Gaza death toll mount as Israel resumes bombardment; vows to destroy Hamas positions in Palestine

With explosions audible and a dark column of smoke rising over northern Gaza. Israel's army said its warplanes were striking Hamas targets in the Palestinian territory.
Palestinians evacuate wounded in Israeli bombardment Rafah, Gaza Strip. (Photo | AP)
Palestinians evacuate wounded in Israeli bombardment Rafah, Gaza Strip. (Photo | AP)

Israel resumed its deadly bombardment of Gaza on Friday, vowing to destroy suspected Hamas positions in the densely-inhabited Palestinian territory after a week-long truce expired despite global calls for its extension.

Israel accused militants of firing a rocket shortly before the pause was due to come to an end, but the UN expressed dismay at the resumption of hostilities.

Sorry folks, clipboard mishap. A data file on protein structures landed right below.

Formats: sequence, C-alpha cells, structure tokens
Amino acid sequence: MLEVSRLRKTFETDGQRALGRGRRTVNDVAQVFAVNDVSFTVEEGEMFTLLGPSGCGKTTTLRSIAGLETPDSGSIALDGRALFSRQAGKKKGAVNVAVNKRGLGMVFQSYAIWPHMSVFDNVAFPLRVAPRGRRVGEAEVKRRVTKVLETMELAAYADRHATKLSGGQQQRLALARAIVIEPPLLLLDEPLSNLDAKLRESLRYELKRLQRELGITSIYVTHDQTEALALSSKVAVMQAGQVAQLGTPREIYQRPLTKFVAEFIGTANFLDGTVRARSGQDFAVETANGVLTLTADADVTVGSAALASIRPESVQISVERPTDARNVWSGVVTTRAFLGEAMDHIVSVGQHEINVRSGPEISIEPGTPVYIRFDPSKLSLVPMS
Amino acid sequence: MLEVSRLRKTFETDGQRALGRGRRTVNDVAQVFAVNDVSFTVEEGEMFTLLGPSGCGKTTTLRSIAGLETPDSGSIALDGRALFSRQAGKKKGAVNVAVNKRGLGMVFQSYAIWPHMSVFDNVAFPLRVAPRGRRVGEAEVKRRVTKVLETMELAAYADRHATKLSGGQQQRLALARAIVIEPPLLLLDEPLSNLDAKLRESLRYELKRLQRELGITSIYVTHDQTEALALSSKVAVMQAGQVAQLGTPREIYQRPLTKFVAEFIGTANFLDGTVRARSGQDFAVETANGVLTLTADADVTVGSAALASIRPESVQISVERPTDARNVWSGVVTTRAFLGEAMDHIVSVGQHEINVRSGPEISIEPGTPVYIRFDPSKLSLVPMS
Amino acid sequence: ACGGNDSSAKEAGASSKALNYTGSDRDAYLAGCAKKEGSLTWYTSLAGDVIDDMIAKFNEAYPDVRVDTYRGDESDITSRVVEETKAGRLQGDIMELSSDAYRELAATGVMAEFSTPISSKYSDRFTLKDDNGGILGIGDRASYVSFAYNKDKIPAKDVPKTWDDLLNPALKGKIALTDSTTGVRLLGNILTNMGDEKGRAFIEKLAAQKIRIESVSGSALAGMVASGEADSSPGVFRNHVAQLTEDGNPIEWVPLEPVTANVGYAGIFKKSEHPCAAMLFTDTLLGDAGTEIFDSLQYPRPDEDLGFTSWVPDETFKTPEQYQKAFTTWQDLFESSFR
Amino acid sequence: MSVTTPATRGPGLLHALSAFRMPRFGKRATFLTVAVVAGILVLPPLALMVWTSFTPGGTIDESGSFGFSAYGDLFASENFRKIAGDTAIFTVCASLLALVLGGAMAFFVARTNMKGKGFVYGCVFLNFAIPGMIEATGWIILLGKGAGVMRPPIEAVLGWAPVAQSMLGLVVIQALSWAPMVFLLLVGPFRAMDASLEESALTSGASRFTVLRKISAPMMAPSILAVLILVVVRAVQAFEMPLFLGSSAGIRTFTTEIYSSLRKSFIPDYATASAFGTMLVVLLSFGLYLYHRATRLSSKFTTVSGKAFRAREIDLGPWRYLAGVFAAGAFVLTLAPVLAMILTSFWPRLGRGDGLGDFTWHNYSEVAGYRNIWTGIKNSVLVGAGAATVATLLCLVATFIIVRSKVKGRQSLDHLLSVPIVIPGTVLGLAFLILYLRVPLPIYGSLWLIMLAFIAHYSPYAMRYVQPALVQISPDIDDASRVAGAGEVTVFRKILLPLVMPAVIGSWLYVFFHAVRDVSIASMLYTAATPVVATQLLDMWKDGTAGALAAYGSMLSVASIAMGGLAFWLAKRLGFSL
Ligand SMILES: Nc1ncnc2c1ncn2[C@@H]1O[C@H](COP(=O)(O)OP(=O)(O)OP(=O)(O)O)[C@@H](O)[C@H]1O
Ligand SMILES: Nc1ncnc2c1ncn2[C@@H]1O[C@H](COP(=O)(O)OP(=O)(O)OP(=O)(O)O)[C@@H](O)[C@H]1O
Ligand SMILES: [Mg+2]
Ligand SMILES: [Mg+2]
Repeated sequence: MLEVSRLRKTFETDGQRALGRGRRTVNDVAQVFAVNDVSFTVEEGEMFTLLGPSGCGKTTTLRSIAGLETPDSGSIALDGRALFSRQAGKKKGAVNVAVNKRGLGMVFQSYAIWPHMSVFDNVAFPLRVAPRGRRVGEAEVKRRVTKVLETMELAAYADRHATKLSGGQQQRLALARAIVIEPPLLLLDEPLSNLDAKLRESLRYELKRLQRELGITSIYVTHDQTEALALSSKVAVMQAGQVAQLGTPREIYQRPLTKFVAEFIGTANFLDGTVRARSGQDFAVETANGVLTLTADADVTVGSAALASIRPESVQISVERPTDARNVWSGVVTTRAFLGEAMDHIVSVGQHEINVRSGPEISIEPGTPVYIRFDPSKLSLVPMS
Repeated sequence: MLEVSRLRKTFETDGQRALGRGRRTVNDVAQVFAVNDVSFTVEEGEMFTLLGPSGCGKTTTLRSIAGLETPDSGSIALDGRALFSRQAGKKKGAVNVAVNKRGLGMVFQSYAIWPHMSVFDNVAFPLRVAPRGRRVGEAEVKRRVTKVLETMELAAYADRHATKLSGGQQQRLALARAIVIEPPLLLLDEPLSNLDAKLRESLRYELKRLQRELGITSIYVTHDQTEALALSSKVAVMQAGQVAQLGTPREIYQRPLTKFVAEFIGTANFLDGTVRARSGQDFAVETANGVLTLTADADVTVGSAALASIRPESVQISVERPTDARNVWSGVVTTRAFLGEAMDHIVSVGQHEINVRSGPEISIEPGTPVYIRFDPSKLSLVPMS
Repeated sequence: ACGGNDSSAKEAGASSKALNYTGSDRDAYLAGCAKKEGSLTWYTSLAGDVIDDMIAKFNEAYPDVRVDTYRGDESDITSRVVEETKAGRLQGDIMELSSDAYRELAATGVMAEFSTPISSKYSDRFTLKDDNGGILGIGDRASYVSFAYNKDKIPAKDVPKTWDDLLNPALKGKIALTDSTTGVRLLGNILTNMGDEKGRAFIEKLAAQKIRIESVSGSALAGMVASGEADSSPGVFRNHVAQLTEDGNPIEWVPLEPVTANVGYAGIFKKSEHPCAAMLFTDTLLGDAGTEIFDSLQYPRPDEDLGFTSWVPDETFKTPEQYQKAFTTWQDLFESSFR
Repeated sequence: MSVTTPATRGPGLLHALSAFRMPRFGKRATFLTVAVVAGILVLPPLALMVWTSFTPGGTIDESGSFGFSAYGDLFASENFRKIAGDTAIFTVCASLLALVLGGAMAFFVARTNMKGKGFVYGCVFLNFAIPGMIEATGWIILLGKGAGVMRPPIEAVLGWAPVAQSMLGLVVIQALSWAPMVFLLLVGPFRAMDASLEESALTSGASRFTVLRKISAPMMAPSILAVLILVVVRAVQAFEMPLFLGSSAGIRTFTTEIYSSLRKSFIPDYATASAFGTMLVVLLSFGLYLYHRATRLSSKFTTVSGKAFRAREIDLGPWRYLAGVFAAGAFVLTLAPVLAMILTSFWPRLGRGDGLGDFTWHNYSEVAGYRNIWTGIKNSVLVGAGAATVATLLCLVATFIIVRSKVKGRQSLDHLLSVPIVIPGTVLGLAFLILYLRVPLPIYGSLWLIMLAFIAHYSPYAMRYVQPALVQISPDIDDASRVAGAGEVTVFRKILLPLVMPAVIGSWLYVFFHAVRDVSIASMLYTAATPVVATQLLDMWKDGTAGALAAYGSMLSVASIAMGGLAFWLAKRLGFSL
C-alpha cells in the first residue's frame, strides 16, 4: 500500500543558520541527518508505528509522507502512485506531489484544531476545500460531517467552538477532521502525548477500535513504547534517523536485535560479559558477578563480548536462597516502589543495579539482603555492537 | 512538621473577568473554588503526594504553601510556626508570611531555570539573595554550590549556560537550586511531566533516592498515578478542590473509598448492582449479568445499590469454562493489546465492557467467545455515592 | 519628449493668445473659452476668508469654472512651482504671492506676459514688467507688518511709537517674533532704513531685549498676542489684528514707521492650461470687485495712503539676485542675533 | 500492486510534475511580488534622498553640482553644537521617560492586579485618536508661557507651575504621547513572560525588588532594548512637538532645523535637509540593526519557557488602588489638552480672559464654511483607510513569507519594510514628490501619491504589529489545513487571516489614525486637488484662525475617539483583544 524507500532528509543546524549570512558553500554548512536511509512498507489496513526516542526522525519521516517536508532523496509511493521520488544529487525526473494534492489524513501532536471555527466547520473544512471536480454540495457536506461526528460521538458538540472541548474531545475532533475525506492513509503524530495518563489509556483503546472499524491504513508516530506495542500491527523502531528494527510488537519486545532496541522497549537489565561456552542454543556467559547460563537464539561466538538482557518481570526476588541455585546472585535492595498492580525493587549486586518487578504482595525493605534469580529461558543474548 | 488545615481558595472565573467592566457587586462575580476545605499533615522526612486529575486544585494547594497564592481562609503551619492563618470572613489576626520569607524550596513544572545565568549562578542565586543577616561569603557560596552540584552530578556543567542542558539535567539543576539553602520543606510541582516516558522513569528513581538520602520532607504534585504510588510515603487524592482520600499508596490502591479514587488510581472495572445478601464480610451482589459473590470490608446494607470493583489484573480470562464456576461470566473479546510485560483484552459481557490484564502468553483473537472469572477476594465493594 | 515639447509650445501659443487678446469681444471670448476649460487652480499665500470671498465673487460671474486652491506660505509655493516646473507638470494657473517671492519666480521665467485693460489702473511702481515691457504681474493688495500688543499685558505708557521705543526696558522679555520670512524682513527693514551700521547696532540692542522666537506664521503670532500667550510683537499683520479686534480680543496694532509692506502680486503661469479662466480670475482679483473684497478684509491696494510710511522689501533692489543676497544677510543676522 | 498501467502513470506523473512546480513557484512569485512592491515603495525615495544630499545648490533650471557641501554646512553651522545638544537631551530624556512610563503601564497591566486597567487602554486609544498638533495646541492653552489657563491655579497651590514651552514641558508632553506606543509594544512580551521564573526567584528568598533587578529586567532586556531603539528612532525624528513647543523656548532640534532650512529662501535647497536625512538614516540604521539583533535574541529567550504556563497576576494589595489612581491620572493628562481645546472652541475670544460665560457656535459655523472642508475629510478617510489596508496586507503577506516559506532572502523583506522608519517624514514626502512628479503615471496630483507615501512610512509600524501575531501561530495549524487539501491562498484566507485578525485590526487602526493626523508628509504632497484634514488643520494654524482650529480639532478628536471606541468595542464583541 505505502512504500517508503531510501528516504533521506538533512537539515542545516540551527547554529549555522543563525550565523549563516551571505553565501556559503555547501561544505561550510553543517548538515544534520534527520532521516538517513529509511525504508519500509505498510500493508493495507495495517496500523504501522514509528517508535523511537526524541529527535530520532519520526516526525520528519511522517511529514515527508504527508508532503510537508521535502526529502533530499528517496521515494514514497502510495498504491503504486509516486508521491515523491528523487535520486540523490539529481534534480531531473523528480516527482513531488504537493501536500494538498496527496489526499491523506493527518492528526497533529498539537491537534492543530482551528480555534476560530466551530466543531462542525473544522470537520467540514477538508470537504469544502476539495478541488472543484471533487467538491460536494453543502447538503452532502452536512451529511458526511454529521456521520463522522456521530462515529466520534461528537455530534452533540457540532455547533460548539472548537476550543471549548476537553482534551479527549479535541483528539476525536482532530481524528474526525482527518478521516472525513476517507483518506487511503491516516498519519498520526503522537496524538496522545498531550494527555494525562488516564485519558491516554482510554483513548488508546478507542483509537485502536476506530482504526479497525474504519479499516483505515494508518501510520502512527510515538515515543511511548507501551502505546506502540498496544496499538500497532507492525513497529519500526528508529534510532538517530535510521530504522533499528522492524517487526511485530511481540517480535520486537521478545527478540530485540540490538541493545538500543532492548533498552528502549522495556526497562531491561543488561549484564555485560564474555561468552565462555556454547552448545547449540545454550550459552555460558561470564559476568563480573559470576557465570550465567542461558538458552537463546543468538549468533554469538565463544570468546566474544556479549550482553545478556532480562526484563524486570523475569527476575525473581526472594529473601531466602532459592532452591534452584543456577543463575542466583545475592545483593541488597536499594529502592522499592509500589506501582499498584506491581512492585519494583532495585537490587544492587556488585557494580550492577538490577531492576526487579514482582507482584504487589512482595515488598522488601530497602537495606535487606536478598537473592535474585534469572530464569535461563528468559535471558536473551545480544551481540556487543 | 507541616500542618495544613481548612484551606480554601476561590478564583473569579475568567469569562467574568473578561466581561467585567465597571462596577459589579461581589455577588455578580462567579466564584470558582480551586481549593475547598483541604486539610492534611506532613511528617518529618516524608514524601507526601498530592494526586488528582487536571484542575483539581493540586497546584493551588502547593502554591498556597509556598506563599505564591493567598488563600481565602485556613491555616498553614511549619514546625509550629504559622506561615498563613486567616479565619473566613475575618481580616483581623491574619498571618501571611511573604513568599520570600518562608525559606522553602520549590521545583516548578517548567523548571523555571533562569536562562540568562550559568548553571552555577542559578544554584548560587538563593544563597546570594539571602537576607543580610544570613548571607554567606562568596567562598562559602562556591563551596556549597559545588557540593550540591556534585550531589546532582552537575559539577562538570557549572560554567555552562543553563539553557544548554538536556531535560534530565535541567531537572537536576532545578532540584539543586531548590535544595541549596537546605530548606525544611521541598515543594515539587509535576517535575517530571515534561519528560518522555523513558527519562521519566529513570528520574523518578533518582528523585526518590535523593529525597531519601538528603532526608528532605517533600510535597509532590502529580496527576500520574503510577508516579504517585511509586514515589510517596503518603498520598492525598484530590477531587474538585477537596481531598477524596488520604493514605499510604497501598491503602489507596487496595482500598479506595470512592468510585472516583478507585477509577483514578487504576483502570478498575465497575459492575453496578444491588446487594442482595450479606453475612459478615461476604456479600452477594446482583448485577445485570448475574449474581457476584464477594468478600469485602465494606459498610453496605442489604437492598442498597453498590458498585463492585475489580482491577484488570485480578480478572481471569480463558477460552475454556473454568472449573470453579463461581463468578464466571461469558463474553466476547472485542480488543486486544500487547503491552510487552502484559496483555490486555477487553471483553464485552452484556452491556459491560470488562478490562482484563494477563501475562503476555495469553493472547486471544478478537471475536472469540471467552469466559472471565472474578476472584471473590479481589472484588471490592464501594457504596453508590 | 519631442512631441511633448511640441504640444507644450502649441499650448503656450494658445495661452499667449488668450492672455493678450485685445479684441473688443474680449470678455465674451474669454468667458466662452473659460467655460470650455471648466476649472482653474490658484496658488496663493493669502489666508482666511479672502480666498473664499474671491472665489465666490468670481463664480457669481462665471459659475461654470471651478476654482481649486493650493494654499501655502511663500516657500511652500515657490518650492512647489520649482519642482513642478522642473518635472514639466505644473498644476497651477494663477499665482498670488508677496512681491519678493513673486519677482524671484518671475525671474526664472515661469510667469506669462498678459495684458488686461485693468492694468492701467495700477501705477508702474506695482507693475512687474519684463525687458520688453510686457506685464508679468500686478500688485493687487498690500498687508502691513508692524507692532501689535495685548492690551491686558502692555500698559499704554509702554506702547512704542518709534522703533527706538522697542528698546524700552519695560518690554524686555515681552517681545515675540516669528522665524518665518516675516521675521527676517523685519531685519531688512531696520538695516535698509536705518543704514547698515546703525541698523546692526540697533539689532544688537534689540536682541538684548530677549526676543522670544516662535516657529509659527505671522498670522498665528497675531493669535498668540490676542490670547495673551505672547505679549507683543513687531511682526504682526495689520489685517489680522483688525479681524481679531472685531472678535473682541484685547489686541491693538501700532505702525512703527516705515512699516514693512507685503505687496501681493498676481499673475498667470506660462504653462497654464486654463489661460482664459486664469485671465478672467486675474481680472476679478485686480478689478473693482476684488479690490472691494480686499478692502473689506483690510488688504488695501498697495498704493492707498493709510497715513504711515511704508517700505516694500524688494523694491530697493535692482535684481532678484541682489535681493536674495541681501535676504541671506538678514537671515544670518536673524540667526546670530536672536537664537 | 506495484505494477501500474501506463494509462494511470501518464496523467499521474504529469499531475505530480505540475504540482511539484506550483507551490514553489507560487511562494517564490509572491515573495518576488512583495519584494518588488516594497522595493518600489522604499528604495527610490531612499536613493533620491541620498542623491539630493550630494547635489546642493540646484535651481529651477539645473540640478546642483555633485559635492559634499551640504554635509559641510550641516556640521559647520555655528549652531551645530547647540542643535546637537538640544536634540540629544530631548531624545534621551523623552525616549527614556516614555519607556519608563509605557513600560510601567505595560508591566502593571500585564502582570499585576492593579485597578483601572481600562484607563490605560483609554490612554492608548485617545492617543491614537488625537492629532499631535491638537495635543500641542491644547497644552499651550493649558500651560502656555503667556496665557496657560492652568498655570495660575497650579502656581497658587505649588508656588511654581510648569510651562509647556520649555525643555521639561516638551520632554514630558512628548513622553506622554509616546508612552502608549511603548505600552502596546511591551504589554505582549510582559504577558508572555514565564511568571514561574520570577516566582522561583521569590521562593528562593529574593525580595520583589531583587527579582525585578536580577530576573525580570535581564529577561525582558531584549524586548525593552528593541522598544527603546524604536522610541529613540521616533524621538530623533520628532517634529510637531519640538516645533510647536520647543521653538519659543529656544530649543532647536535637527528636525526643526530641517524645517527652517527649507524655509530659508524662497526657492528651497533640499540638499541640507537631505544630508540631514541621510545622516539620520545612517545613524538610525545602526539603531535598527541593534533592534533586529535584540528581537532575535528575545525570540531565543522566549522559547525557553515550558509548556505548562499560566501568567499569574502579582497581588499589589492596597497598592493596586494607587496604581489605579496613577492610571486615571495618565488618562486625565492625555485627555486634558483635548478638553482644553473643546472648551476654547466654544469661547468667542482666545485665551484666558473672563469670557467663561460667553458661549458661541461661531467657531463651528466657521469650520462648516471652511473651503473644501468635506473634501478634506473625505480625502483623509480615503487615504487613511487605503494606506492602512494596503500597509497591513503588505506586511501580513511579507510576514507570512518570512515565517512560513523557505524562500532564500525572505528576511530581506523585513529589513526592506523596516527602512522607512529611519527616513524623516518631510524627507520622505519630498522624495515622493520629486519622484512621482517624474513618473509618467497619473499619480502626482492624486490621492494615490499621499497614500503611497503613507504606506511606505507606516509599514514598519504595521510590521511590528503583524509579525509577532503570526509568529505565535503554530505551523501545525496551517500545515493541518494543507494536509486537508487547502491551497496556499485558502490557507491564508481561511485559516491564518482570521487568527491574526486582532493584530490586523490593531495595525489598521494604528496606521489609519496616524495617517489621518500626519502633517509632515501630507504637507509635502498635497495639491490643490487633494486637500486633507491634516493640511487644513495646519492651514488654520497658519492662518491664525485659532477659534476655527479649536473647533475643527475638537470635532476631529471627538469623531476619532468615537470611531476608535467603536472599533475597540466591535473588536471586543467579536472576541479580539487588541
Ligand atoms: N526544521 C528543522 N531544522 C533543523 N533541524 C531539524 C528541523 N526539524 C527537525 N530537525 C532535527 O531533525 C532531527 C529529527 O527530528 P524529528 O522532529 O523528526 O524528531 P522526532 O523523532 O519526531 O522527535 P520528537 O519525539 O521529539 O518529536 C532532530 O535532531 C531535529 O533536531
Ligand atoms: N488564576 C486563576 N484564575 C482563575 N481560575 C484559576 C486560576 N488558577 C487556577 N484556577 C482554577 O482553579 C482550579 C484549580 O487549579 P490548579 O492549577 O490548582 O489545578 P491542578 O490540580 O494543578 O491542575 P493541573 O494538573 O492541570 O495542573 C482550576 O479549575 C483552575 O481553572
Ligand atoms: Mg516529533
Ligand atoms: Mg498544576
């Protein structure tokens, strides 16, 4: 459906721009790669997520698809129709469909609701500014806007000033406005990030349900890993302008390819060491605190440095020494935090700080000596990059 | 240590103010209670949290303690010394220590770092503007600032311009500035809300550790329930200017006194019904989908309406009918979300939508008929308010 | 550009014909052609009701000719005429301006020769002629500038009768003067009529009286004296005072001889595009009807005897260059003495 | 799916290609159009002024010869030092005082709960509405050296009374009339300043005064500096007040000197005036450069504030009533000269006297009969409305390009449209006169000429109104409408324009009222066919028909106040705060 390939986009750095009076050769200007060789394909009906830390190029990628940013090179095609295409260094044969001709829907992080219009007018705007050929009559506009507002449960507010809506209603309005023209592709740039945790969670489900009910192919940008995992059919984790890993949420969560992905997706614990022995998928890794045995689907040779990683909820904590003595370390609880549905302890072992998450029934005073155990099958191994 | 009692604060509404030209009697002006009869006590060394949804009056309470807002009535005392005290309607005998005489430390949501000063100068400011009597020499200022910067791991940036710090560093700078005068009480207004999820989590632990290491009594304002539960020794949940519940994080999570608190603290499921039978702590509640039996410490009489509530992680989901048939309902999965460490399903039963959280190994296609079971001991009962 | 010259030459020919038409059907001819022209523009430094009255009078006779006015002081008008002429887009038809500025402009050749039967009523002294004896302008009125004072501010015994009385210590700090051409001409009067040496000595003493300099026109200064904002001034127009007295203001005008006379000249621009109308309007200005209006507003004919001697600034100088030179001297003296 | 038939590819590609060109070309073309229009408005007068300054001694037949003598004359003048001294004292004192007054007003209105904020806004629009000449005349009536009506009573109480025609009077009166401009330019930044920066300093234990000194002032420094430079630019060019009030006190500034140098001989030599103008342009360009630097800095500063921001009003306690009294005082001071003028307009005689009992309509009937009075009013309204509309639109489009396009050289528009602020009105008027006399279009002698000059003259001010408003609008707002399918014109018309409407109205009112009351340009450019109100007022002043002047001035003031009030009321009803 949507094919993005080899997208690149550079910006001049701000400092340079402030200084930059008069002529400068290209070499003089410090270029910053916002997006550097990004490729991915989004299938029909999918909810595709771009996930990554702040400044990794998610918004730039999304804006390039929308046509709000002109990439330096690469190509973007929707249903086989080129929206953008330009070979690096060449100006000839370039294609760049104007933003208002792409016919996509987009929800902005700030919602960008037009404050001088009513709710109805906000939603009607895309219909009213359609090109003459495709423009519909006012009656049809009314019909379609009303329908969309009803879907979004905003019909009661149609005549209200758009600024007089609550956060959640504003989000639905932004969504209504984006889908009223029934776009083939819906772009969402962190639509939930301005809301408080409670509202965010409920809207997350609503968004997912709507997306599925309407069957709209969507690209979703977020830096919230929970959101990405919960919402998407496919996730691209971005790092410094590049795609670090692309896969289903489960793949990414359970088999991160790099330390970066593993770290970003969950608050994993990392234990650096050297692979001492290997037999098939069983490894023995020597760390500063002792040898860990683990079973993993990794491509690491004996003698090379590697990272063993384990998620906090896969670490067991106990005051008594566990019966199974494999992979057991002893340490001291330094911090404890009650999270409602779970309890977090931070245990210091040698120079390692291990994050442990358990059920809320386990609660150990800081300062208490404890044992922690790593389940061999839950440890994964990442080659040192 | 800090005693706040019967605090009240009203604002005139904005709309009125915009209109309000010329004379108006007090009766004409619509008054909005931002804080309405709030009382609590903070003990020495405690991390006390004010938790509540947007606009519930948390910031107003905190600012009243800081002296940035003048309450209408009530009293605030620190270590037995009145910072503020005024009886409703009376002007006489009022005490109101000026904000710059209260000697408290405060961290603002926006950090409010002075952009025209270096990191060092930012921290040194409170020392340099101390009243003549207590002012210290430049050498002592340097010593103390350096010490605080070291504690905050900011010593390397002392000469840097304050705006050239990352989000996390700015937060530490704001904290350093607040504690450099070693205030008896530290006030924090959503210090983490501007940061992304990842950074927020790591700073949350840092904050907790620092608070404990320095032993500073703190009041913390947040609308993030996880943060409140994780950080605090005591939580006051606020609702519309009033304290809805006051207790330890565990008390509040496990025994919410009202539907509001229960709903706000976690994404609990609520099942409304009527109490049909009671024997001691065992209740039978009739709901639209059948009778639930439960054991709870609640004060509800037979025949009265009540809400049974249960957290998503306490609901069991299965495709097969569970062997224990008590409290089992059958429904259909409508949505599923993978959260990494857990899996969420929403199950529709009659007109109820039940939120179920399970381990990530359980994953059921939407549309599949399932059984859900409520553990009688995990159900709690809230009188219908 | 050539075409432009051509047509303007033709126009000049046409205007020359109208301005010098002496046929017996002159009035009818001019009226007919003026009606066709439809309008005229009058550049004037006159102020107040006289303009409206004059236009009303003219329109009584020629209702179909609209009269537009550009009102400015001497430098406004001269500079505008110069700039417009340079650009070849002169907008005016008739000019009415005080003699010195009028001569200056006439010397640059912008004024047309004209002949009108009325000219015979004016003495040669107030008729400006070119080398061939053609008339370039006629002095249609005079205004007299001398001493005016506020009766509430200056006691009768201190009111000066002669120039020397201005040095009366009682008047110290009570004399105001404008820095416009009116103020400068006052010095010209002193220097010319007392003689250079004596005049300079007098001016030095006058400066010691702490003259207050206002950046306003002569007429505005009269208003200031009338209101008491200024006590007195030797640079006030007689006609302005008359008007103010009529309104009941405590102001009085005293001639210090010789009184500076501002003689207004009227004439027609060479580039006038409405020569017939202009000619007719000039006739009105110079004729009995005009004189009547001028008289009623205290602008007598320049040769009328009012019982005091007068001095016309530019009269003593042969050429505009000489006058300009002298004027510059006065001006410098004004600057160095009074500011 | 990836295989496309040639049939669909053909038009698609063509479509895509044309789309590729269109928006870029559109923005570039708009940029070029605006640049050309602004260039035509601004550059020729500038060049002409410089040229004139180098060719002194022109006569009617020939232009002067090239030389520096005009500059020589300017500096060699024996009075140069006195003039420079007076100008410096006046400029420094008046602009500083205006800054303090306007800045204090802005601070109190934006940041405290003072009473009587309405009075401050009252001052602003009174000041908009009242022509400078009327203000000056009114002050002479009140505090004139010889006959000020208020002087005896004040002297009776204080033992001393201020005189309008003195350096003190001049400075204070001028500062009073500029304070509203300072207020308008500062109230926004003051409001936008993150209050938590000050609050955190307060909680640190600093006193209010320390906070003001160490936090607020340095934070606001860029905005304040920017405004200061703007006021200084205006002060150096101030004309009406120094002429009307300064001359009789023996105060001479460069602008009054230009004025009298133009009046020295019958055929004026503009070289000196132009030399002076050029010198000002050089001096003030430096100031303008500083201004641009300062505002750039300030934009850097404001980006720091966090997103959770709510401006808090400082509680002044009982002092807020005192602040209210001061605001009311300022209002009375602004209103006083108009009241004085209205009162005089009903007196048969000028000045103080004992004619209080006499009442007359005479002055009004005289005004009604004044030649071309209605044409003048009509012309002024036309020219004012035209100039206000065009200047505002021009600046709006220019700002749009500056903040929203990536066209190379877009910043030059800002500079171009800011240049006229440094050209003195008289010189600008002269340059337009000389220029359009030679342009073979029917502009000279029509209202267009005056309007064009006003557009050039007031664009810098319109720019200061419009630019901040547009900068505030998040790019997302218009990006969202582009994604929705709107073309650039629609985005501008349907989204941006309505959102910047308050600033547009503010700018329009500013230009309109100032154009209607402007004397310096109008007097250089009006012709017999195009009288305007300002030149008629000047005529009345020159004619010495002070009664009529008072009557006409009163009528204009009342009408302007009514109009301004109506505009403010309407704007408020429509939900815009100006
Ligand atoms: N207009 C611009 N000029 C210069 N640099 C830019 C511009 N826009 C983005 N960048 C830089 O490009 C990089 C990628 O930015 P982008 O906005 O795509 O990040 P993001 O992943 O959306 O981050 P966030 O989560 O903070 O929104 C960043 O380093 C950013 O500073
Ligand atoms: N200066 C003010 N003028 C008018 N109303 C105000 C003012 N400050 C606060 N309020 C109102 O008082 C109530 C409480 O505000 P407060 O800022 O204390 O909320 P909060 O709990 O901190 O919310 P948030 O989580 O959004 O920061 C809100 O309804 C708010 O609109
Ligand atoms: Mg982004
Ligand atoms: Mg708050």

The Hamas-run health ministry in the Gaza Strip said more than 60 people had been killed in the morning after the truce ended at 0500 GMT.

Under the truce, Hamas militants released hostages in exchange for Palestinian prisoners held in Israeli jails, and greater aid flows into war-devastated Gaza.

With explosions audible and a dark column of smoke rising over northern Gaza. Israel's army said its warplanes were striking Hamas targets in the Palestinian territory.

AFP journalists saw, and visited the aftermath, of bombings in Gaza's north and south.

Outgoing missiles fired by Palestinian groups towards Israel were also seen.

'Catastrophic'

"Unfortunately, Hamas decided to terminate the pause by failing to release all the kidnapped women," Israeli government spokesman Eylon Levy told reporters. "Having chosen to hold onto our women, Hamas will now take the mother of all thumpings."